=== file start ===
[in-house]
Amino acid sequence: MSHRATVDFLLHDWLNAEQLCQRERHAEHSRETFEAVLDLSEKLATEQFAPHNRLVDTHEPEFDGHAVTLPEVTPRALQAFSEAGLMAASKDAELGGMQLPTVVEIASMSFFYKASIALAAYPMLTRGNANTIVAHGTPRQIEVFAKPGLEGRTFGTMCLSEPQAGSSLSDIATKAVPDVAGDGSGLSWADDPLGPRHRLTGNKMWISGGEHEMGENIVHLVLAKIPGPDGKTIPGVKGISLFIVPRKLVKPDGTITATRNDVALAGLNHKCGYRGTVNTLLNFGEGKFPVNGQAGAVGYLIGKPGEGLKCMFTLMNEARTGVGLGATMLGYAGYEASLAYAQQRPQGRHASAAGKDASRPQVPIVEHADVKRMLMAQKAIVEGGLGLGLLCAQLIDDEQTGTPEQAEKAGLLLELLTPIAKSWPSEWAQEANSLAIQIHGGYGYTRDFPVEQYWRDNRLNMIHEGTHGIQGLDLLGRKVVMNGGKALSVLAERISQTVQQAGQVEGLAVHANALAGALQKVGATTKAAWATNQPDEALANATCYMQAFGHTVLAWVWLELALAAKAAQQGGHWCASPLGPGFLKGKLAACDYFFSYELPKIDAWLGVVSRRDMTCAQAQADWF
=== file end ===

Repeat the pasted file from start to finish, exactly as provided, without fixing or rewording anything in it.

[in-house]
Amino acid sequence: MSHRATVDFLLHDWLNAEQLCQRERHAEHSRETFEAVLDLSEKLATEQFAPHNRLVDTHEPEFDGHAVTLPEVTPRALQAFSEAGLMAASKDAELGGMQLPTVVEIASMSFFYKASIALAAYPMLTRGNANTIVAHGTPRQIEVFAKPGLEGRTFGTMCLSEPQAGSSLSDIATKAVPDVAGDGSGLSWADDPLGPRHRLTGNKMWISGGEHEMGENIVHLVLAKIPGPDGKTIPGVKGISLFIVPRKLVKPDGTITATRNDVALAGLNHKCGYRGTVNTLLNFGEGKFPVNGQAGAVGYLIGKPGEGLKCMFTLMNEARTGVGLGATMLGYAGYEASLAYAQQRPQGRHASAAGKDASRPQVPIVEHADVKRMLMAQKAIVEGGLGLGLLCAQLIDDEQTGTPEQAEKAGLLLELLTPIAKSWPSEWAQEANSLAIQIHGGYGYTRDFPVEQYWRDNRLNMIHEGTHGIQGLDLLGRKVVMNGGKALSVLAERISQTVQQAGQVEGLAVHANALAGALQKVGATTKAAWATNQPDEALANATCYMQAFGHTVLAWVWLELALAAKAAQQGGHWCASPLGPGFLKGKLAACDYFFSYELPKIDAWLGVVSRRDMTCAQAQADWF